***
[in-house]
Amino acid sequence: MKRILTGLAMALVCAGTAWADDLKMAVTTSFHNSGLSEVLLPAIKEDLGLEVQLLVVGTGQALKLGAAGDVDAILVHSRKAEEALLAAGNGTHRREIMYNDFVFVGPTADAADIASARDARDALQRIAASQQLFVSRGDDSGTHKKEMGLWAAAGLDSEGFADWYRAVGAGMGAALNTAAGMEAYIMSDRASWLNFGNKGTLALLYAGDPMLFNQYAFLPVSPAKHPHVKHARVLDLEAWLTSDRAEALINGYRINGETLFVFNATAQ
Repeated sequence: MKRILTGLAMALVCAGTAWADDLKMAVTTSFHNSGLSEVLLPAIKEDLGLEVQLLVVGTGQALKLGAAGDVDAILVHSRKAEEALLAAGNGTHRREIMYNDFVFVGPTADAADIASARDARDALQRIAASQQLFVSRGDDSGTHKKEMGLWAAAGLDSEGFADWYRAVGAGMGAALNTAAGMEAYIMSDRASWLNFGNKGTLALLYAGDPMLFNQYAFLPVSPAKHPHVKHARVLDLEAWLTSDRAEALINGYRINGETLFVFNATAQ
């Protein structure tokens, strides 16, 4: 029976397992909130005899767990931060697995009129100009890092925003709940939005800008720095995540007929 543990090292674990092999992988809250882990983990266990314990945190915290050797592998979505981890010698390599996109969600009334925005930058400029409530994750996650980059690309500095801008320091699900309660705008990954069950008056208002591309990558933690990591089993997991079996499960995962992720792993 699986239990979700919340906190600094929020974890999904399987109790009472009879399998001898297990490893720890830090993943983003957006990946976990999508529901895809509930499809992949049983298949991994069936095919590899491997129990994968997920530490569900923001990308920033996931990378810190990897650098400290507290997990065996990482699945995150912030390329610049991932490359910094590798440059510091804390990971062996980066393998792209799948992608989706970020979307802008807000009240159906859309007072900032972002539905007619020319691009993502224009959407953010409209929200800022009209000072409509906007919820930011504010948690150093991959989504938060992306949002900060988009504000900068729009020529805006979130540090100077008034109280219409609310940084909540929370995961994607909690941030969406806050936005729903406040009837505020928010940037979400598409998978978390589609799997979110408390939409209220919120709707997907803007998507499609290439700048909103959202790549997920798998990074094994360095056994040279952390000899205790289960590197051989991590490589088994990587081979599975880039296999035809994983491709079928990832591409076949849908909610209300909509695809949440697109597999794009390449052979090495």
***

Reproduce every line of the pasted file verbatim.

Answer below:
[in-house]
Amino acid sequence: MKRILTGLAMALVCAGTAWADDLKMAVTTSFHNSGLSEVLLPAIKEDLGLEVQLLVVGTGQALKLGAAGDVDAILVHSRKAEEALLAAGNGTHRREIMYNDFVFVGPTADAADIASARDARDALQRIAASQQLFVSRGDDSGTHKKEMGLWAAAGLDSEGFADWYRAVGAGMGAALNTAAGMEAYIMSDRASWLNFGNKGTLALLYAGDPMLFNQYAFLPVSPAKHPHVKHARVLDLEAWLTSDRAEALINGYRINGETLFVFNATAQ
Repeated sequence: MKRILTGLAMALVCAGTAWADDLKMAVTTSFHNSGLSEVLLPAIKEDLGLEVQLLVVGTGQALKLGAAGDVDAILVHSRKAEEALLAAGNGTHRREIMYNDFVFVGPTADAADIASARDARDALQRIAASQQLFVSRGDDSGTHKKEMGLWAAAGLDSEGFADWYRAVGAGMGAALNTAAGMEAYIMSDRASWLNFGNKGTLALLYAGDPMLFNQYAFLPVSPAKHPHVKHARVLDLEAWLTSDRAEALINGYRINGETLFVFNATAQ
């Protein structure tokens, strides 16, 4: 029976397992909130005899767990931060697995009129100009890092925003709940939005800008720095995540007929 543990090292674990092999992988809250882990983990266990314990945190915290050797592998979505981890010698390599996109969600009334925005930058400029409530994750996650980059690309500095801008320091699900309660705008990954069950008056208002591309990558933690990591089993997991079996499960995962992720792993 699986239990979700919340906190600094929020974890999904399987109790009472009879399998001898297990490893720890830090993943983003957006990946976990999508529901895809509930499809992949049983298949991994069936095919590899491997129990994968997920530490569900923001990308920033996931990378810190990897650098400290507290997990065996990482699945995150912030390329610049991932490359910094590798440059510091804390990971062996980066393998792209799948992608989706970020979307802008807000009240159906859309007072900032972002539905007619020319691009993502224009959407953010409209929200800022009209000072409509906007919820930011504010948690150093991959989504938060992306949002900060988009504000900068729009020529805006979130540090100077008034109280219409609310940084909540929370995961994607909690941030969406806050936005729903406040009837505020928010940037979400598409998978978390589609799997979110408390939409209220919120709707997907803007998507499609290439700048909103959202790549997920798998990074094994360095056994040279952390000899205790289960590197051989991590490589088994990587081979599975880039296999035809994983491709079928990832591409076949849908909610209300909509695809949440697109597999794009390449052979090495």